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This Week in Minority Rights 2018–12–09


Author(s): Scott Douglas Jacobsen

Publication (Outlet/Website): Medium (Humanist Voices)

Publication Date (yyyy/mm/dd): 2018/12/09

“It may be appropriate to decry Ontario Premier Ford’s plan to reduce services to Ontario’s French speaking citizens, and his decision to abandon plans to fund a French university. Nonetheless, it is important to note that Ontario’s francophones constitutional rights remain unaffected by the government’s action. When comparing the situation of the minorities in Quebec to those in Ontario, specifically regarding school access, Quebec’s English speakers do not enjoy the same rights given to francophones in Ontario, or, in any other part of Canada. There is a hint of hypocrisy when politicians, such as Melanie Joly, criticize the Ontario government, when there is no evidence of her ever trying to persuade the Quebec government to provide the same school rights to anglophones as those given to francophones elsewhere.

Although it is true that Quebec has three English universities, consequently, its community is better served in this regard than Ontario’s francophones. However, none of these three universities were provided by the grace and favour emanating from the Quebec government. Two of them were privately founded prior to Confederation and nurtured by the English speaking community. The third was an outgrowth of the educational courses offered by the YMCA aimed at providing education and training for working men and women. These universities do not rely entirely on the provincial government for their funding, but the community continues to support those institutions through its benevolent foundations and individual donations. Of course, for reasons rooted in history, without massive government support, we cannot expect the Ontario’s present francophone minority to reproduce the same outcome as their counterparts in this province. However, a closer scrutiny of the community’s significant support given to its English universities and hospitals should help dispel the myth that Quebec‘s anglophones ‘are the world’s best treated minority’. Given that Quebec is the recipient of $12 billion yearly equalization payments, maybe it is ‘the country‘s best treated province ‘ Moreover, if the situation was so good, how does one explain the massive exodus from Quebec by English speakers? On the other hand there seems little evidence of any disenchanted French speakers leaving Ontario to come here.”


“Islamic values preserve the legal rights and freedoms of everyone and these values do not accept any form of division or discrimination, the secretary-general of the Muslim World League said in Abu Dhabi, Trend reports referring to Reuters.

Mohammed bin Abdul Karim Al-Issa was speaking at the opening ceremony of the Forum for Promoting Peace, which drew hundreds of delegates from diverse religions and international humanitarian organizations.

Al-Issa told the audience that the responsibility of absurd words and deeds along with acts of hatred, violence and terrorism fell solely on individuals and not their religion.”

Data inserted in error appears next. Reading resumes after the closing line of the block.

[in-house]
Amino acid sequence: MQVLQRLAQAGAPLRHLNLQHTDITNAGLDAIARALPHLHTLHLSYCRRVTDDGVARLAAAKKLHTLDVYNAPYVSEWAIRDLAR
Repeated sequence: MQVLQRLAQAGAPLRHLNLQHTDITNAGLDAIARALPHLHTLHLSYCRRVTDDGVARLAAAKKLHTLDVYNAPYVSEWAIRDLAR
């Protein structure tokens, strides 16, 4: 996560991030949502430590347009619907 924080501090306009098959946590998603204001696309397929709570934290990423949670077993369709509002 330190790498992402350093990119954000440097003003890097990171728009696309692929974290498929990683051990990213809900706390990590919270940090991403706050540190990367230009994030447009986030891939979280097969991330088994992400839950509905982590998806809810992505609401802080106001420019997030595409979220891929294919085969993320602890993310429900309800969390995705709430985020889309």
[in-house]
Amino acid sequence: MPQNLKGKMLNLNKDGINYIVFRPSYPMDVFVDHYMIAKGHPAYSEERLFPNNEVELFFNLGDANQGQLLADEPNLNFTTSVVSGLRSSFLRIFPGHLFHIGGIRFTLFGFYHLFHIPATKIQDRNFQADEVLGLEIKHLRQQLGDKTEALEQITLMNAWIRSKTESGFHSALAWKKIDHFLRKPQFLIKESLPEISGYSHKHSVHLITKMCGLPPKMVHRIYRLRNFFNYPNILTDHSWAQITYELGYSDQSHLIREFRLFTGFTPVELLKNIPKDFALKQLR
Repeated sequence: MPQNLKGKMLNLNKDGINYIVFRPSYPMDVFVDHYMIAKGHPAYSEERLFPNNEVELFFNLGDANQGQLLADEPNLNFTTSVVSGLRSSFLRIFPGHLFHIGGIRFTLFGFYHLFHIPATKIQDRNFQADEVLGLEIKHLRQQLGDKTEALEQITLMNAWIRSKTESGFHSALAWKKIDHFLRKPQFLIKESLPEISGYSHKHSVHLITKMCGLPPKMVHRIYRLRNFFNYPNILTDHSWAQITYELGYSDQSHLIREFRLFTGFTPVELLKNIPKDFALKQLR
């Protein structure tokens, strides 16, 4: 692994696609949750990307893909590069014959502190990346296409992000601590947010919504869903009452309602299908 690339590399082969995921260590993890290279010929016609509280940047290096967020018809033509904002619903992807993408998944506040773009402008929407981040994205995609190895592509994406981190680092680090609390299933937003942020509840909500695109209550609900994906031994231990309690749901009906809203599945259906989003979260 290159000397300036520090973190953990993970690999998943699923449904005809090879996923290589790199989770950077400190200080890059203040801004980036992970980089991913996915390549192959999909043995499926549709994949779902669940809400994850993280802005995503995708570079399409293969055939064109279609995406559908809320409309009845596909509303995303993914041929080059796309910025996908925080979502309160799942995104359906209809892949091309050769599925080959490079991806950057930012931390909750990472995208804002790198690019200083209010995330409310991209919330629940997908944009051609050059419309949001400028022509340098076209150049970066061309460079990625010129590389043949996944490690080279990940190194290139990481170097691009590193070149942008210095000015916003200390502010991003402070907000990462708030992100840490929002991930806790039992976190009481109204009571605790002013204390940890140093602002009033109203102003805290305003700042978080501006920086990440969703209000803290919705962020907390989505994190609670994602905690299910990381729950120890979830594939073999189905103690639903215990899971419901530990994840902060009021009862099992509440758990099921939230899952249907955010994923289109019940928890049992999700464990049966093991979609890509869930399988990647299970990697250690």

“ISLAMABAD: The sixteen-day international film festival highlighting human rights through cinematography arranged by United Nations Information Center in Islamabad (UNIC) in collaboration with European Union, will conclude on Monday (tomorrow) after screening 27 thematic documentaries and films in various parts of the country.

The event was arranged in celebration of 70 years of Universal Declaration of Human Rights.

The 4th edition of the international film festival screened thematic documentaries in Gujrat, Islamabad, Karachi, Lahore, Multan, Mardan, Peshawar, Quetta, Rawalpindi and Swat.”


“Suburban reporter Kevin Woodhouse encapsulated the aspirations of first-time MNA Gregory Kelly very well (Kelly talks affordable housing, food insecurity and English rights, November 28) and it was gratifying to see Kelly’s concerns surrounding so-called English rights.

It is ironic that many Quebec politicians are highly angst that neighbouring Ontario has decided, for supposed financial reasons, to internally shift French language administrative offices and, unfortunately, postpone once again the establishment of a French language university. However, Quebec’s criticism must be seen as a deeply cynical attempt to piggy-pack on an internal provincial issue that is none of Quebec’s business.

Can you imagine the indignation emanating from Quebec City if Premier Ford asked Premier Legault to respect English rights in Quebec by enacting Article 59? This Constitutional article can only be enforced by Quebec, it would legally entrench English minority rights, and every Quebec government since the 1980s has deliberately refused to fulfill its constitutional obligations to its minority language citizens.”



In-Sight Publishing by Scott Douglas Jacobsen is licensed under a Creative Commons Attribution-NonCommercial-NoDerivatives 4.0 International License. Based on a work at


© Scott Douglas Jacobsen and In-Sight Publishing 2012-Present. Unauthorized use and/or duplication of this material without express and written permission from this site’s author and/or owner is strictly prohibited. Excerpts and links may be used, provided that full and clear credit is given to Scott Douglas Jacobsen and In-Sight Publishing with appropriate and specific direction to the original content. All interviewees and authors co-copyright their material and may disseminate for their independent purposes.

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